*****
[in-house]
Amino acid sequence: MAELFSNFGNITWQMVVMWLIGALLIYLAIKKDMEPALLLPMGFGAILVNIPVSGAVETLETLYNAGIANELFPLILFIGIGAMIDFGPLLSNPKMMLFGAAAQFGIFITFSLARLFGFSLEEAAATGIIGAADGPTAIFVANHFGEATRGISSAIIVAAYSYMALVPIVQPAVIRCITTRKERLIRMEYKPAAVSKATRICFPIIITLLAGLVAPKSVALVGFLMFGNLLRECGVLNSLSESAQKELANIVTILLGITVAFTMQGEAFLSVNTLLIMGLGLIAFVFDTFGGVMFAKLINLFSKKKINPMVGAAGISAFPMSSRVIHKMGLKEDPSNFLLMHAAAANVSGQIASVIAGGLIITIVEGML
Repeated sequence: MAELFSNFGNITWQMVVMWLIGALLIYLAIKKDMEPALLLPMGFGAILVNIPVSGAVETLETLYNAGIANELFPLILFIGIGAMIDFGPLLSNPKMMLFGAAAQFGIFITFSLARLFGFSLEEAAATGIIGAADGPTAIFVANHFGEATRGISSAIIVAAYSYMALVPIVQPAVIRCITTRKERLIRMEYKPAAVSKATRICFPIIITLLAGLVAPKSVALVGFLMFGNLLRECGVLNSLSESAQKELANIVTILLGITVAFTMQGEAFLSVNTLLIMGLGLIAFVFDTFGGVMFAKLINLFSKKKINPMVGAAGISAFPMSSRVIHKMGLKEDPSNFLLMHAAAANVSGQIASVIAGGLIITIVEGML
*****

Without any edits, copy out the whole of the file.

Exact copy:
[in-house]
Amino acid sequence: MAELFSNFGNITWQMVVMWLIGALLIYLAIKKDMEPALLLPMGFGAILVNIPVSGAVETLETLYNAGIANELFPLILFIGIGAMIDFGPLLSNPKMMLFGAAAQFGIFITFSLARLFGFSLEEAAATGIIGAADGPTAIFVANHFGEATRGISSAIIVAAYSYMALVPIVQPAVIRCITTRKERLIRMEYKPAAVSKATRICFPIIITLLAGLVAPKSVALVGFLMFGNLLRECGVLNSLSESAQKELANIVTILLGITVAFTMQGEAFLSVNTLLIMGLGLIAFVFDTFGGVMFAKLINLFSKKKINPMVGAAGISAFPMSSRVIHKMGLKEDPSNFLLMHAAAANVSGQIASVIAGGLIITIVEGML
Repeated sequence: MAELFSNFGNITWQMVVMWLIGALLIYLAIKKDMEPALLLPMGFGAILVNIPVSGAVETLETLYNAGIANELFPLILFIGIGAMIDFGPLLSNPKMMLFGAAAQFGIFITFSLARLFGFSLEEAAATGIIGAADGPTAIFVANHFGEATRGISSAIIVAAYSYMALVPIVQPAVIRCITTRKERLIRMEYKPAAVSKATRICFPIIITLLAGLVAPKSVALVGFLMFGNLLRECGVLNSLSESAQKELANIVTILLGITVAFTMQGEAFLSVNTLLIMGLGLIAFVFDTFGGVMFAKLINLFSKKKINPMVGAAGISAFPMSSRVIHKMGLKEDPSNFLLMHAAAANVSGQIASVIAGGLIITIVEGML